Our tomato plant in the small balcony of our house has two green ones hanging from it. Everyday we look at it and watch it grow just a little plumper. The girls planted the seeds and have dutifully watered it everyday. They watched it sprout, grow a little taller, flower and now fruit. They have begun to appreciate the time it takes for plants to grow. In the summer they must water, in the rains perhaps not so much. A cursory walk or drive by the field would not have done this. It has been a slow journey of understanding of how food is grown and arrives on the plate.
I chanced upon Two Little Gardeners by Margaret Wise Brown and Edith Thacher Hurd at the local library. Luxurious, verdant illustrations by Getrude Elliot made me more curious about this book published in 1951. Sure enough it turned out to be the most wonderful little book about growing things.
At the centre of it are a brother and sister who bring out their rakes, spades and other gardening equipment, now that winter is gone. They start by turning, chopping and smoothing the land. They go on to plant little radish seeds, black seeds, round wrinkled seeds of the pea, flat pumpkin seeds and flat lima bean seeds. Here the authors introduce the idea that the seeds are as varied and different from each other as the plants themselves are.
The wind, sun and rains do their bit and soon under the ground the radishes, beets and potatoes start to swell. With it come other players, like the worms, rats, rabbits all wanting a taste of the delicious vegetables. Weeds grow too and the children have to remove them. Scarecrows are put in place to chase the squirrels, groundhogs, moles and the like. Soon the garden is filled aplenty, with overhanging fruit and vegetables.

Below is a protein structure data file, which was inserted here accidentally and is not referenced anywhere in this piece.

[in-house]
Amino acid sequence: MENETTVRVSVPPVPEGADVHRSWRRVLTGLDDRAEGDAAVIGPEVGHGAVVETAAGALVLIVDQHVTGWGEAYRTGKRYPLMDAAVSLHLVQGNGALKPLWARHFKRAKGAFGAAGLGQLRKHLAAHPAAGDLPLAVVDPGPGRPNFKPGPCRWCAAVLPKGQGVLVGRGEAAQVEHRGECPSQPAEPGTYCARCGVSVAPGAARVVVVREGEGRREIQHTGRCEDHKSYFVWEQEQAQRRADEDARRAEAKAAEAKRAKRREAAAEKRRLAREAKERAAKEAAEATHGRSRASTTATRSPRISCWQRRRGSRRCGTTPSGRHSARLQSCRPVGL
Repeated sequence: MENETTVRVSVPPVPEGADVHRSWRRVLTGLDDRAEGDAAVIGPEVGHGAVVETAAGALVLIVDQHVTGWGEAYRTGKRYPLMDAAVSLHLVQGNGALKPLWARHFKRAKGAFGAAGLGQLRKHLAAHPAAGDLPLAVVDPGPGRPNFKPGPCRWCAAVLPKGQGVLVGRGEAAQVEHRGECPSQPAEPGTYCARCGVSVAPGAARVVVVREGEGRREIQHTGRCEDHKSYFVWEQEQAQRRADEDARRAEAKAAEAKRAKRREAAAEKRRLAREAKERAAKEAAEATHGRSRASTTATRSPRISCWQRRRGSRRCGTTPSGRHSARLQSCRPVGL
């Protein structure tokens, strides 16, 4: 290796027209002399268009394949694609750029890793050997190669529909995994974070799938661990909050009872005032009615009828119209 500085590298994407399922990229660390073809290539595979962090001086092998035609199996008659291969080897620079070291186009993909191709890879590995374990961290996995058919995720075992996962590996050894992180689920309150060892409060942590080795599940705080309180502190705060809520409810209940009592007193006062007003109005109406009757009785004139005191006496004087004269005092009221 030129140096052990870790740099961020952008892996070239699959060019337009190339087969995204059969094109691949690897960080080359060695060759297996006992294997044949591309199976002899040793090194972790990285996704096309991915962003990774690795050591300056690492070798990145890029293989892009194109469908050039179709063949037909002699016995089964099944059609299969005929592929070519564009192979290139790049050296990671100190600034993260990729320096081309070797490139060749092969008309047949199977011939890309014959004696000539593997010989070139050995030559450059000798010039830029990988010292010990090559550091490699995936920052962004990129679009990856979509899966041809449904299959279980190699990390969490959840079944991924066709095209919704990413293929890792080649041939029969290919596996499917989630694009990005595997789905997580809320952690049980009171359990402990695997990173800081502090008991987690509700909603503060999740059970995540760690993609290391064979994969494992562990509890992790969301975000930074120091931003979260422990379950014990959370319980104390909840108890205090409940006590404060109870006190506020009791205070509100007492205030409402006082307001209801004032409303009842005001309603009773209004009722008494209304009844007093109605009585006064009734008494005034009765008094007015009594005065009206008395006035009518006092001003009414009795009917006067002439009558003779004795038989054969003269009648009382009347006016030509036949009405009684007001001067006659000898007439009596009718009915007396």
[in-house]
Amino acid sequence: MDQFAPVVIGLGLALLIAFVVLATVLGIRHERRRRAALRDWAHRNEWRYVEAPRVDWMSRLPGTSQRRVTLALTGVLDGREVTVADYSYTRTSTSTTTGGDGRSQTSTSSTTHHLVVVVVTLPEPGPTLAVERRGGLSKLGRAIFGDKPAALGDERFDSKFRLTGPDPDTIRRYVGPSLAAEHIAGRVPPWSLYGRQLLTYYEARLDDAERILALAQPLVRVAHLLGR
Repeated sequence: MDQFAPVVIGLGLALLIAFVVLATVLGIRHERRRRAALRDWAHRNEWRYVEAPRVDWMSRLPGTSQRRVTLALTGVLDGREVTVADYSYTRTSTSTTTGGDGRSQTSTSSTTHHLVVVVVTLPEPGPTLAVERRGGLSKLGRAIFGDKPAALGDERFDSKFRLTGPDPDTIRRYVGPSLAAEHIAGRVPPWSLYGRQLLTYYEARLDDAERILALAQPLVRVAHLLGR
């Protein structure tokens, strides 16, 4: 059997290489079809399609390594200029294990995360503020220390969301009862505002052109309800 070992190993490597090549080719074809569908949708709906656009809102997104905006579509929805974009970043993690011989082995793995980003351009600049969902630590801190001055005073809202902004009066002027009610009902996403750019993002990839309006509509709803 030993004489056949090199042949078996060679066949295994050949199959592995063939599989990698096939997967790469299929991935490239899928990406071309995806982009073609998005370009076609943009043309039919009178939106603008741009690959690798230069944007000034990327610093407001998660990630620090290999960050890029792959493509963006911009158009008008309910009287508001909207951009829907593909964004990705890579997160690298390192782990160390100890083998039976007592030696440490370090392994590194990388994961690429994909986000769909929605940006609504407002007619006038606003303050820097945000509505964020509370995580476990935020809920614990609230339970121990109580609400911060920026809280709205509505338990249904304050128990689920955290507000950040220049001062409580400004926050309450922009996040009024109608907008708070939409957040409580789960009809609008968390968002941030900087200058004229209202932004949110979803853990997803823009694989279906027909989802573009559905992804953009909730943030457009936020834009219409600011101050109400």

The children pick, pick, pick the pumpkins, parsnips, peppers and corn. They eat quite a bit and store the rest for the winter.
If you want to teach children about both the joy and effort of growing produce this is the book. It also teaches them about the seasons, the many animals that come to eat at the garden as well as how the harvest can be stored for further use.
The book will get little children interested and wanting to try growing a few things on their own. The joy of eating self- grown tomatoes and chillies are unparalleled. Two Little Gardeners is just the book to get their interest.